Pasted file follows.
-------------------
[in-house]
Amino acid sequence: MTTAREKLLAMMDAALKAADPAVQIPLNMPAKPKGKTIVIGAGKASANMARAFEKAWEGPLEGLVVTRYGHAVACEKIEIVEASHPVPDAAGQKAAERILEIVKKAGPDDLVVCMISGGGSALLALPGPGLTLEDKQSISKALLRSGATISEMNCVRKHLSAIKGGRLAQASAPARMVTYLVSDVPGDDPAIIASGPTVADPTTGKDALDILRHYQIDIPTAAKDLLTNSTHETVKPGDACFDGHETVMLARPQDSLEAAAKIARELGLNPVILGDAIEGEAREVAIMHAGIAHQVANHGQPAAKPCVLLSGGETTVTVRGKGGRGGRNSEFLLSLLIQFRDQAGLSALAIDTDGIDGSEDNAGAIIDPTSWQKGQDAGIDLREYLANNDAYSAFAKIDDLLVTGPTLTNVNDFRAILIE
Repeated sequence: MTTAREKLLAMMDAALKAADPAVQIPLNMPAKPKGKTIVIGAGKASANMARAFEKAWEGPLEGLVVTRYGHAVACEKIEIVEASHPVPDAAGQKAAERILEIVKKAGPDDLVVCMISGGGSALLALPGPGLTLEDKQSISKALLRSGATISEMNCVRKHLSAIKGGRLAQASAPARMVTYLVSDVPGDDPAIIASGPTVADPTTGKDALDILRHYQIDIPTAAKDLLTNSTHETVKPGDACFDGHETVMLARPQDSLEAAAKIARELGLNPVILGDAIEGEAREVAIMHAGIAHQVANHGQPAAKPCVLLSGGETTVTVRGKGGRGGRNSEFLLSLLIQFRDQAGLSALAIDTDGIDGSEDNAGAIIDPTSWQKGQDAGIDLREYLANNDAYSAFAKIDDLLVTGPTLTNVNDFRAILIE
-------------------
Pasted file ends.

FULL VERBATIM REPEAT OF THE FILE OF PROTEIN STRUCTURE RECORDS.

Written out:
[in-house]
Amino acid sequence: MTTAREKLLAMMDAALKAADPAVQIPLNMPAKPKGKTIVIGAGKASANMARAFEKAWEGPLEGLVVTRYGHAVACEKIEIVEASHPVPDAAGQKAAERILEIVKKAGPDDLVVCMISGGGSALLALPGPGLTLEDKQSISKALLRSGATISEMNCVRKHLSAIKGGRLAQASAPARMVTYLVSDVPGDDPAIIASGPTVADPTTGKDALDILRHYQIDIPTAAKDLLTNSTHETVKPGDACFDGHETVMLARPQDSLEAAAKIARELGLNPVILGDAIEGEAREVAIMHAGIAHQVANHGQPAAKPCVLLSGGETTVTVRGKGGRGGRNSEFLLSLLIQFRDQAGLSALAIDTDGIDGSEDNAGAIIDPTSWQKGQDAGIDLREYLANNDAYSAFAKIDDLLVTGPTLTNVNDFRAILIE
Repeated sequence: MTTAREKLLAMMDAALKAADPAVQIPLNMPAKPKGKTIVIGAGKASANMARAFEKAWEGPLEGLVVTRYGHAVACEKIEIVEASHPVPDAAGQKAAERILEIVKKAGPDDLVVCMISGGGSALLALPGPGLTLEDKQSISKALLRSGATISEMNCVRKHLSAIKGGRLAQASAPARMVTYLVSDVPGDDPAIIASGPTVADPTTGKDALDILRHYQIDIPTAAKDLLTNSTHETVKPGDACFDGHETVMLARPQDSLEAAAKIARELGLNPVILGDAIEGEAREVAIMHAGIAHQVANHGQPAAKPCVLLSGGETTVTVRGKGGRGGRNSEFLLSLLIQFRDQAGLSALAIDTDGIDGSEDNAGAIIDPTSWQKGQDAGIDLREYLANNDAYSAFAKIDDLLVTGPTLTNVNDFRAILIE